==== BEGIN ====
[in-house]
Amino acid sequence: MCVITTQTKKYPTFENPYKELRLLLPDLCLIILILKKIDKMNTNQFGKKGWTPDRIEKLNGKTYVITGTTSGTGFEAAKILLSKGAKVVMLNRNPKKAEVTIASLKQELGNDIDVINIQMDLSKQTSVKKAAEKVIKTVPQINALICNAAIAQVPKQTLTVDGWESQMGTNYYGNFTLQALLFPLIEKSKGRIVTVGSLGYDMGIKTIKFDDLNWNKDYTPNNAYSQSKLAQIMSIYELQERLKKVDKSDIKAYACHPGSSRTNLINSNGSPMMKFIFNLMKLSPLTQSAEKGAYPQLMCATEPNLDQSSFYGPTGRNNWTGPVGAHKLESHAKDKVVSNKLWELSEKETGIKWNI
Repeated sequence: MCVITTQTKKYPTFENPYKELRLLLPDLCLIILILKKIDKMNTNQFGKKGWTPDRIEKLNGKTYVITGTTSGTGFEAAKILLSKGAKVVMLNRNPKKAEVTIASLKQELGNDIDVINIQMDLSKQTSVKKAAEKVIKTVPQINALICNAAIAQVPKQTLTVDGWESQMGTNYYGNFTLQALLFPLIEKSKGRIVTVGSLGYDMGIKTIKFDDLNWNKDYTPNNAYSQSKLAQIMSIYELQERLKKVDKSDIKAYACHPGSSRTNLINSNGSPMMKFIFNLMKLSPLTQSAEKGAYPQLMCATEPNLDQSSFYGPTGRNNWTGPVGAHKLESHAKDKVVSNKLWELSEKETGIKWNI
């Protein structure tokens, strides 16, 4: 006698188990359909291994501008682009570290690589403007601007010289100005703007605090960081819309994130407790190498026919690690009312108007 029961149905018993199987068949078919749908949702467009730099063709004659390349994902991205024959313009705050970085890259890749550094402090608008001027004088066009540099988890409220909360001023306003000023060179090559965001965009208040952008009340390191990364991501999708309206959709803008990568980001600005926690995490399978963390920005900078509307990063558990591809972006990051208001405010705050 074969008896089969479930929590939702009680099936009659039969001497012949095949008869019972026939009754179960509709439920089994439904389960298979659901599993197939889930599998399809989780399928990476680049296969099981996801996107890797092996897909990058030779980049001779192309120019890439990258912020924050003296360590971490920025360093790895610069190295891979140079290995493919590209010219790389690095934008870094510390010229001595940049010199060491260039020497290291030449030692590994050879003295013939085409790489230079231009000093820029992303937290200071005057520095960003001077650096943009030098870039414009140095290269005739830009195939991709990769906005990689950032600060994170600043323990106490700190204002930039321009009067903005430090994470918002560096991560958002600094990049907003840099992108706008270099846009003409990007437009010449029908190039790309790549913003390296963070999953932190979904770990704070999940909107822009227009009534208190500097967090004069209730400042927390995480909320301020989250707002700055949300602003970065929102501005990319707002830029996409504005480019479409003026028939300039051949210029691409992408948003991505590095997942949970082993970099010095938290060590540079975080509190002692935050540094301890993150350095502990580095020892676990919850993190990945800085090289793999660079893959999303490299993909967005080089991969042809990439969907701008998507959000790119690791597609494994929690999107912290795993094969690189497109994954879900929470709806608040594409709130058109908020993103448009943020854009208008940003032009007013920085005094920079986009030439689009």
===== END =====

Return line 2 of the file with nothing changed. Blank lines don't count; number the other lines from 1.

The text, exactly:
Amino acid sequence: MCVITTQTKKYPTFENPYKELRLLLPDLCLIILILKKIDKMNTNQFGKKGWTPDRIEKLNGKTYVITGTTSGTGFEAAKILLSKGAKVVMLNRNPKKAEVTIASLKQELGNDIDVINIQMDLSKQTSVKKAAEKVIKTVPQINALICNAAIAQVPKQTLTVDGWESQMGTNYYGNFTLQALLFPLIEKSKGRIVTVGSLGYDMGIKTIKFDDLNWNKDYTPNNAYSQSKLAQIMSIYELQERLKKVDKSDIKAYACHPGSSRTNLINSNGSPMMKFIFNLMKLSPLTQSAEKGAYPQLMCATEPNLDQSSFYGPTGRNNWTGPVGAHKLESHAKDKVVSNKLWELSEKETGIKWNI